The second aspect of the image that stands out is the colours used. This image is recognizably different from the usual red, black and beige that Fairey favours in his other prints.[14] Red, white and blue are colours that are instantly recognized as American and Fairey uses them to give a patriotic edge to his poster.[15] Hill argues that value of patriotism is intertwined with the image evoking the value and the emotions aroused by that value.[16] Once this association has been constructed in the minds of the viewers, the image becomes synonymous with the value of patriotism and can be used to trigger the accompanying emotions.[17] Hence political images remain powerful in the sense that they arouse in their viewers involuntary reactions about patriotism, not unlike how advertisements featuring children evoke feelings of sympathy in most people.[18] However, the colours of red and blue have also been used in connection with the Republican and Democratic Party respectively. By uniting the colours with white in between, Fairey paints Obama as someone who is above partisan politics, able to unite Americans especially in light of a bruising campaign dividing American into blue and red states. This echoes Obama’s own words at the 2004 Democratic National Convention where he calls for a “United States of America” instead of a liberal or conservative America, an America with blue and red states.[19] Obama reiterates the need for bipartisanship and unity in a nation divided in red and blue when he writes in The Audacity of Hope that Americans should not “paint [their] faces red or blue and cheer our side and boo their side… for winning is all that matters”.[20] Being the first African-American presidential candidate, Obama’s run for president was always dogged by the matter of race and his mixed parentage even raised cries of whether he was ‘black enough’.[21] The colours also render the matter of Obama’s skin colour as a non-issue. By portraying him in red, blue and white, it can be said that the artist makes Obama’s identity as an African American subordinate to his identity as an American. Nonetheless, the predominance of the colour blue clearly tells the viewer which party Obama belongs to. Reinforcing Obama as American was especially important given his upbringing outside of the United States and the resulting controversy over whether he was deemed “American” enough to be the Commander-in-Chief. Lastly, the simplicity of the image, as shown by the utilisation of only three colours and the bold lines, serve as a kind of visual enthymeme – arguments with gaps to be filled in by the participants or viewers.[22] Although the image makes no mention of Obama’s political rivals, it is no leap of the imagination to infer that “progress” would not be achieved by voting for them. Furthermore, there is no mention anywhere about what Obama is supposed to be the ‘hope’ of, or why ‘progress’ is needed. To any other viewer from another time or place, these may seem like any other campaign rhetoric and pretentious political promises made by any other presidential hopeful. However, when placed in the context of America in 2008, what the poster, and Obama, promises is especially appealing for voters. It is the hope that sons and daughters would soon come home safely from fighting wars in two parts of the world, and that progress would be achieved in areas such as healthcare, climate change and most of all, the economy. Any American who has kin in active combat or has just been retrenched or been denied healthcare due to insufficient insurance coverage would be able to relate to the message of the poster.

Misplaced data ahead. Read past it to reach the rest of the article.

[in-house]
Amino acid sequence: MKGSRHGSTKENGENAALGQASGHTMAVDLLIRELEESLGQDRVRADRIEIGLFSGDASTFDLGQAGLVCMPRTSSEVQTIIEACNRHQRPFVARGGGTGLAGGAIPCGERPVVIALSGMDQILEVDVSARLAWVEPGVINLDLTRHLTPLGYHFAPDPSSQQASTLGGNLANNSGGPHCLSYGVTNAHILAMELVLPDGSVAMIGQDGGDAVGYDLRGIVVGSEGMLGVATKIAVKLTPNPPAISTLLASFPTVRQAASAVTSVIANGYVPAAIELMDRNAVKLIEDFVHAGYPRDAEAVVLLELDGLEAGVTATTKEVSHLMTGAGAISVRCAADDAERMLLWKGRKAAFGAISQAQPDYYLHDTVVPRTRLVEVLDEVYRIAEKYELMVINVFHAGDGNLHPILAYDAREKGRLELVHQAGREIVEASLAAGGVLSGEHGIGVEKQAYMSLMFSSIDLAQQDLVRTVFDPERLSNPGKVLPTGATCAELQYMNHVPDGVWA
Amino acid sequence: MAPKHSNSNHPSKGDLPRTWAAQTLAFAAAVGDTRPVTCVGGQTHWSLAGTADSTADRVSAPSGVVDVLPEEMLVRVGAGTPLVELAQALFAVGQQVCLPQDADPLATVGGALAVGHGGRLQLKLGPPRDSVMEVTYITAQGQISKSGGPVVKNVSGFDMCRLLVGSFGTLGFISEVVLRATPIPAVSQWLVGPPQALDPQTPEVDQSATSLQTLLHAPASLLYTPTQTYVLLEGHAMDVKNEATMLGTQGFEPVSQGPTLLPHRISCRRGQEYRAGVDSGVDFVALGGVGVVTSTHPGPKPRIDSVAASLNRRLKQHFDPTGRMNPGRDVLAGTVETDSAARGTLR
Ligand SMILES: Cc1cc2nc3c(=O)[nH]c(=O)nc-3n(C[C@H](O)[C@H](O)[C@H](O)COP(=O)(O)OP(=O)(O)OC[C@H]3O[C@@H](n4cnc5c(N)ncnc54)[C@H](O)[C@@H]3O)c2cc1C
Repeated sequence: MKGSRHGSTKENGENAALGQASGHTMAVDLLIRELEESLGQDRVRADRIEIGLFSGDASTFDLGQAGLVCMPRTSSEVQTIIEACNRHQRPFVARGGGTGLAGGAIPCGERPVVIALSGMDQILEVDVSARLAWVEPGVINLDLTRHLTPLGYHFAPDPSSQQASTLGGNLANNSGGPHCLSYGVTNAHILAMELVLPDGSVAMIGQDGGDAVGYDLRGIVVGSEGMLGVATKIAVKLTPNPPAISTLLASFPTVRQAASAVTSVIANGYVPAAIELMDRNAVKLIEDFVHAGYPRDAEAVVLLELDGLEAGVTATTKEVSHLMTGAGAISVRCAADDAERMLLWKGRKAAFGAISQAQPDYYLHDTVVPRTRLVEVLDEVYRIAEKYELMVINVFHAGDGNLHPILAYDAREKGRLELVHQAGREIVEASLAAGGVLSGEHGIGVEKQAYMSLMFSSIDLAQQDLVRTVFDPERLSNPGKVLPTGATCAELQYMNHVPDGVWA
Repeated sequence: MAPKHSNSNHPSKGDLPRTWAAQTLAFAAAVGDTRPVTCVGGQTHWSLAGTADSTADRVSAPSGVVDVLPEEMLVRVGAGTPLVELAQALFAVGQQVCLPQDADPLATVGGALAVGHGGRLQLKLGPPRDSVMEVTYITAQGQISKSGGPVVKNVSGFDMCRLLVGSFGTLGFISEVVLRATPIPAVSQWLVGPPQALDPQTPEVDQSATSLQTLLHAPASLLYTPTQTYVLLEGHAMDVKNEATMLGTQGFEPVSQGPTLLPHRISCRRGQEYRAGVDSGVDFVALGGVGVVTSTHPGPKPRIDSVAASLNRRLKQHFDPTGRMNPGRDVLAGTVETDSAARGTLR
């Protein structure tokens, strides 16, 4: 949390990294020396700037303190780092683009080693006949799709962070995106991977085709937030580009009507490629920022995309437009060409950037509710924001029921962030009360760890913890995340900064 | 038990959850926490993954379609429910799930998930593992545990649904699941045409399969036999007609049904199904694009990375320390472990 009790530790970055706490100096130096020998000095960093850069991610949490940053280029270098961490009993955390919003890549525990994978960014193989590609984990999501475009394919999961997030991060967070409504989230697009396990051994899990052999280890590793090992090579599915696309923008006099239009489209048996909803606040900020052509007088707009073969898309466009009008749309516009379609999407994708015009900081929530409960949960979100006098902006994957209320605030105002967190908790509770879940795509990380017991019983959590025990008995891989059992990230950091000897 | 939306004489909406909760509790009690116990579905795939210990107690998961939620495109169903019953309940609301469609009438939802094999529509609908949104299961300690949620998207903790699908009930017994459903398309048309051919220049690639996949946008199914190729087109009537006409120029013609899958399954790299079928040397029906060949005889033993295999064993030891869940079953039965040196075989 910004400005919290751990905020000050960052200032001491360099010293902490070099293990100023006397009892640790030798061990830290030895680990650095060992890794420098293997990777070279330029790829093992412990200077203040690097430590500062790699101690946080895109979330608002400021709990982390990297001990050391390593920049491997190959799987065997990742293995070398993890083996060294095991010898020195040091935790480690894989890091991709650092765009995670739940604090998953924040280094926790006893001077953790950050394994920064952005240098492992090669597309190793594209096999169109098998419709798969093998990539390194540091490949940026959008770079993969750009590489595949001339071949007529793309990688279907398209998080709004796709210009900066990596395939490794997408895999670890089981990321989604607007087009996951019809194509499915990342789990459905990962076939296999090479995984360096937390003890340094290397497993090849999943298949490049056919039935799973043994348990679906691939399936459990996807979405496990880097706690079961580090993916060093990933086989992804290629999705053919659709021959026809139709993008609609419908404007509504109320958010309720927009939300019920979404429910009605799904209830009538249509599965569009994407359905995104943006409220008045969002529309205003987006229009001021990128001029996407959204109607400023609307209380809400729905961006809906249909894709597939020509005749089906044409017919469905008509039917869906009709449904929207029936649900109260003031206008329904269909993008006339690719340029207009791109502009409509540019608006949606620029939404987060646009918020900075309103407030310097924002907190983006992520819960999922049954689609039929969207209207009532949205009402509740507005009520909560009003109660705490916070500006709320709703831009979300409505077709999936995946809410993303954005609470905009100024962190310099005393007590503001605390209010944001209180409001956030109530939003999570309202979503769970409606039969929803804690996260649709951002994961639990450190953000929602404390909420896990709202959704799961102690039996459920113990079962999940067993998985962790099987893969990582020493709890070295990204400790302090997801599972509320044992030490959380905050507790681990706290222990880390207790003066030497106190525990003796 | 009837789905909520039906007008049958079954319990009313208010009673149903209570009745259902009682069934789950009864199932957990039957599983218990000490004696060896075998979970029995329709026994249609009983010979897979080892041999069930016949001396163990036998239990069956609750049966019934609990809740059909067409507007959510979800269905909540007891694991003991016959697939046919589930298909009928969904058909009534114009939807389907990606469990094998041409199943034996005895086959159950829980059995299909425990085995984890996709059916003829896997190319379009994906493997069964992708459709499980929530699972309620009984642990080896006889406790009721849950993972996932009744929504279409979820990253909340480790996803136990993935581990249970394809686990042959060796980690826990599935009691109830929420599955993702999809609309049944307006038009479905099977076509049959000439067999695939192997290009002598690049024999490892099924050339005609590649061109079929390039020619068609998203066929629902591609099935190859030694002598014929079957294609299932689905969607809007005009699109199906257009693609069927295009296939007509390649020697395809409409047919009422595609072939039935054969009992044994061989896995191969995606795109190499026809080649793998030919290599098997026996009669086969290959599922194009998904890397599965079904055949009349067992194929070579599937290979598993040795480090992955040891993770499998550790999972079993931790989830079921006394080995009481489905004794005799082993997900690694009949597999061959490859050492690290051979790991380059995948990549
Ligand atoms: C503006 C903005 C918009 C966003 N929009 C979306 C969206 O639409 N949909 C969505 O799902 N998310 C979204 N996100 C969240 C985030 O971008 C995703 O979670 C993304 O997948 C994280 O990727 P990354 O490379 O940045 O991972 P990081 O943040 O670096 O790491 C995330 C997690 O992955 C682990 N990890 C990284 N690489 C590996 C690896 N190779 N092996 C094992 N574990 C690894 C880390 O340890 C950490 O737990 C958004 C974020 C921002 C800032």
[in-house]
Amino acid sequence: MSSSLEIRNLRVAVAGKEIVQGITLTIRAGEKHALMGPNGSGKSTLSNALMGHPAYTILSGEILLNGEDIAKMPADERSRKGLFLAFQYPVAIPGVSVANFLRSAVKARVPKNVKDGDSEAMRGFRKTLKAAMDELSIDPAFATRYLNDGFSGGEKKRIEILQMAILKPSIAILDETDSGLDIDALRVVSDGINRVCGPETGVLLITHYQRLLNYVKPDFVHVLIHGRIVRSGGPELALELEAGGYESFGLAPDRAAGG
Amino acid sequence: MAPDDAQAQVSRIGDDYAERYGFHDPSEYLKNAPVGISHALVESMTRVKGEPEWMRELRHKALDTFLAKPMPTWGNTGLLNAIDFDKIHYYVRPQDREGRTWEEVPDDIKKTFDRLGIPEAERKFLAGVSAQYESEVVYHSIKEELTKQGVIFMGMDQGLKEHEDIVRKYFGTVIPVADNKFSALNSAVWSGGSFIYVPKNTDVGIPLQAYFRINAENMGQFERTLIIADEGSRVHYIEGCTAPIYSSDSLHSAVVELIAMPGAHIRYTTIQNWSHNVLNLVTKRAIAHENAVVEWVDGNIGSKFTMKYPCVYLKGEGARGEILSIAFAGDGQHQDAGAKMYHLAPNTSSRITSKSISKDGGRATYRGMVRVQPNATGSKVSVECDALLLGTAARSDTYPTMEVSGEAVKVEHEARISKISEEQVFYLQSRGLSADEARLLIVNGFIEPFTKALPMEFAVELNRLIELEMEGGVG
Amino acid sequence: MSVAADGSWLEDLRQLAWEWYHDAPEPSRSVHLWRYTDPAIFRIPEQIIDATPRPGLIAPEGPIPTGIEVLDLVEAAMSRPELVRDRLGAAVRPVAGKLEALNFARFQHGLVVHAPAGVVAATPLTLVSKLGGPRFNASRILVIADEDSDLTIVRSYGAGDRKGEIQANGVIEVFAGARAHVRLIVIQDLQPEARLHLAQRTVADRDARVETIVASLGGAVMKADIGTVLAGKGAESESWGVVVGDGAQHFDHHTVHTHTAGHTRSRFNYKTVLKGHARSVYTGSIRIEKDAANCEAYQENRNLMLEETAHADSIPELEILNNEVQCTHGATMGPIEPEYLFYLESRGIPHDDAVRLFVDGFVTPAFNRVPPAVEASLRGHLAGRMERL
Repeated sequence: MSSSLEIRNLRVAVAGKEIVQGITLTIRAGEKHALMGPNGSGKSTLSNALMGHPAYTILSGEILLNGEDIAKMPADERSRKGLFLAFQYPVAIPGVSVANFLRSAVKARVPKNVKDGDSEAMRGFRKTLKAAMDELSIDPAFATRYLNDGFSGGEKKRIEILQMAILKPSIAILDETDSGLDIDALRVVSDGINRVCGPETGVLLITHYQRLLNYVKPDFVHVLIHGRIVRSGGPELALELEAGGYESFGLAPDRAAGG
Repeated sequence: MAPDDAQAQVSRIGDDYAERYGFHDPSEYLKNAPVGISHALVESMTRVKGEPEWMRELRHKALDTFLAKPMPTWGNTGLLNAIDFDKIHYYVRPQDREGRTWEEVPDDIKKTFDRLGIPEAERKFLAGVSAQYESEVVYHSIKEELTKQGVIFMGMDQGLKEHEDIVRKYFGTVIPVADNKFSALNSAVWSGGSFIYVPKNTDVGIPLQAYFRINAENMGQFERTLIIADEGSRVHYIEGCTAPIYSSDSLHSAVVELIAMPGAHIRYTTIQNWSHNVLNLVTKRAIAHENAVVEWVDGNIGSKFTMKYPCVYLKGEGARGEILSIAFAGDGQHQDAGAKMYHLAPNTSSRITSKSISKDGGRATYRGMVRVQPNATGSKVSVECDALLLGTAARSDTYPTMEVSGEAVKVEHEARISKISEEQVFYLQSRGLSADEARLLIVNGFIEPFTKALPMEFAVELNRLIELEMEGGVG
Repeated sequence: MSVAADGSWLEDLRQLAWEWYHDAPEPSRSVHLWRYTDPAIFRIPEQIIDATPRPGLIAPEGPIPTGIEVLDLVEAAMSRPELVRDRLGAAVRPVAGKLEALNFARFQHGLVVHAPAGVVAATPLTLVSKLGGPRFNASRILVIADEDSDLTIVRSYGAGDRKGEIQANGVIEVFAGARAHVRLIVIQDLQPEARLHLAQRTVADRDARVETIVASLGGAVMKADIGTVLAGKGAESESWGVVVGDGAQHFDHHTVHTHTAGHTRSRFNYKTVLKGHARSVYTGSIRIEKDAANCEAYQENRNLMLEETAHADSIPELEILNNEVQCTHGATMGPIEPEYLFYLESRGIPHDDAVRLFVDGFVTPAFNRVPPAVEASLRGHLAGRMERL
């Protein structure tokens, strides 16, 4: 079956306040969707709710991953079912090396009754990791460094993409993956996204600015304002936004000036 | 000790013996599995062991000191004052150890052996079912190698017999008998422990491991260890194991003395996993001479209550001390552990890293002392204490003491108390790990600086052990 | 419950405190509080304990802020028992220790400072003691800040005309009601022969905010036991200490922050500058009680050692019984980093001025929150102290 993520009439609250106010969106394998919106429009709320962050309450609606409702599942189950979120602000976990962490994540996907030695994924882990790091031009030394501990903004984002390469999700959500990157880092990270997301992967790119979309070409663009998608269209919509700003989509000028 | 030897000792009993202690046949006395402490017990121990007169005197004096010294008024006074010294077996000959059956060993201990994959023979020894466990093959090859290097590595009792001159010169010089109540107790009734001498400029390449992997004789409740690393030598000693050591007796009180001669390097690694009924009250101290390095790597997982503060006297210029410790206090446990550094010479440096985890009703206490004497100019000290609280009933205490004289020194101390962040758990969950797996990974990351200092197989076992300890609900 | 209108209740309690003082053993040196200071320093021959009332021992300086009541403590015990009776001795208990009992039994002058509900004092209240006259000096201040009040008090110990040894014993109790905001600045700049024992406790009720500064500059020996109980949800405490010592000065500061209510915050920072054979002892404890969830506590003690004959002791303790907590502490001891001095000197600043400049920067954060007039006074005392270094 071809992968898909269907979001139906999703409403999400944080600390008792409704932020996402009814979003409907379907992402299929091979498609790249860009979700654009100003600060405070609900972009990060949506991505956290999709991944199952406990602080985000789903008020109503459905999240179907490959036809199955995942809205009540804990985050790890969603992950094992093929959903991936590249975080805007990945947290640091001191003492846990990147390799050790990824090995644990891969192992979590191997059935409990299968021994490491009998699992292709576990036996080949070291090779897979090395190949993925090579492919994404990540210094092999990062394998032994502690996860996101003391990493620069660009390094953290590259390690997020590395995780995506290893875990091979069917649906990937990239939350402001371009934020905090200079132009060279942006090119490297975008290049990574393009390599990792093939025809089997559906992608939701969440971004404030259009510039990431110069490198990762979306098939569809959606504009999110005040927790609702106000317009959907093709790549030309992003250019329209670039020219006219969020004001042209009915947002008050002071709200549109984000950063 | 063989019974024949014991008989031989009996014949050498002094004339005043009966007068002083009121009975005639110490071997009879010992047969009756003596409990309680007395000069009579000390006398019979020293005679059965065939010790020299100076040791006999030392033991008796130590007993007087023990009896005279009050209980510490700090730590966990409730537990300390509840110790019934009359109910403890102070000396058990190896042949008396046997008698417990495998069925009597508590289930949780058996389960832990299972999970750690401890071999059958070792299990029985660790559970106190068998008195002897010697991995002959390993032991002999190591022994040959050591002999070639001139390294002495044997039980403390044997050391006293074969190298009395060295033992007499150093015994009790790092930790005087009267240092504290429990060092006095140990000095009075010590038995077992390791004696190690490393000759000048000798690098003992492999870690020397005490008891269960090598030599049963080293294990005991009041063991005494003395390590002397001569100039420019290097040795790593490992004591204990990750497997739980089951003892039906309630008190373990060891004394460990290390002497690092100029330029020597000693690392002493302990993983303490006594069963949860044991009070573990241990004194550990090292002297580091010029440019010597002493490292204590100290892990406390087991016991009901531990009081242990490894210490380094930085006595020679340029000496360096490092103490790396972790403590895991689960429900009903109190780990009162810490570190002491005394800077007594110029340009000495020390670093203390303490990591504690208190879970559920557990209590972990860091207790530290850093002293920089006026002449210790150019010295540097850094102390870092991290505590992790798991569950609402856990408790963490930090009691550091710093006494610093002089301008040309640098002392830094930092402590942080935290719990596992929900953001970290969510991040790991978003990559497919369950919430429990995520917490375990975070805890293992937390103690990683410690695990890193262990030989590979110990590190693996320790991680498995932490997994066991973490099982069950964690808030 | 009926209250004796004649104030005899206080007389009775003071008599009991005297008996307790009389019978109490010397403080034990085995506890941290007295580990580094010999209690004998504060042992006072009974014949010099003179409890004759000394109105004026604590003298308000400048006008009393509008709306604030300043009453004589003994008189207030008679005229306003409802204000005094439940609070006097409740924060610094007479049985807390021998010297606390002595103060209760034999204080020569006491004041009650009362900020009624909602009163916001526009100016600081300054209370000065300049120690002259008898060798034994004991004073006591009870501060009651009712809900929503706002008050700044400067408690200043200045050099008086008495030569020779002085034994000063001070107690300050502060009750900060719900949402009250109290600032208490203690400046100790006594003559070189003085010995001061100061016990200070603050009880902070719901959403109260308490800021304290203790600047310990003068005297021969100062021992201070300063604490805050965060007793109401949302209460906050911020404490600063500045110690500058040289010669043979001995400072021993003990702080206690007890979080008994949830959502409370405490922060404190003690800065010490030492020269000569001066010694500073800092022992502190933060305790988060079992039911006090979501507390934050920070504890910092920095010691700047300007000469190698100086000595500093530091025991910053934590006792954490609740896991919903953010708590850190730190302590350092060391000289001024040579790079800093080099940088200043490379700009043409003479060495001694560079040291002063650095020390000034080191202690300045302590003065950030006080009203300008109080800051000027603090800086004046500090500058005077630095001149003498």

The other striking feature of this image is the gaze of the subject. Fairey chose a photograph of Obama that made him look “wise but not intimidating”.[23] Obama is painted gazing in the distance, giving one the impression of an optimistic future led by a farsighted leader. His expression is solemn and he appears to be deep in thought, undoubtedly because of the many troubles plaguing America. Yet he maintains a calm countenance and stoic acceptance of the fact, as befitting his nickname of “No Drama Obama”, and ponders the best way out for America. Indeed, by changing the subject’s gaze, numerous parodies of the poster have been created of Obama’s political rivals (Fig 3). Adding a squint to John McCain gives him a quizzical and puzzled expression and Sarah Palin with her open mouthed grin and wide-eyed stare is made to look comical and foolish. Utilising the same colour scheme as the original “Progress” poster allows the viewer to juxtapose in his or her mind the original image of Obama with the satirical images of McCain and Palin to reach an unflattering conclusion on the Republican candidates. The gaze has also led some to remark on the resemblance between Fairey’s poster and another iconic image – that of Che Guevara created by Jim Fitzpatrick (Fig 4).[24] Visual resemblance aside, both images represent a revolutionary ideal and a rejection of convention that appeals to the youth.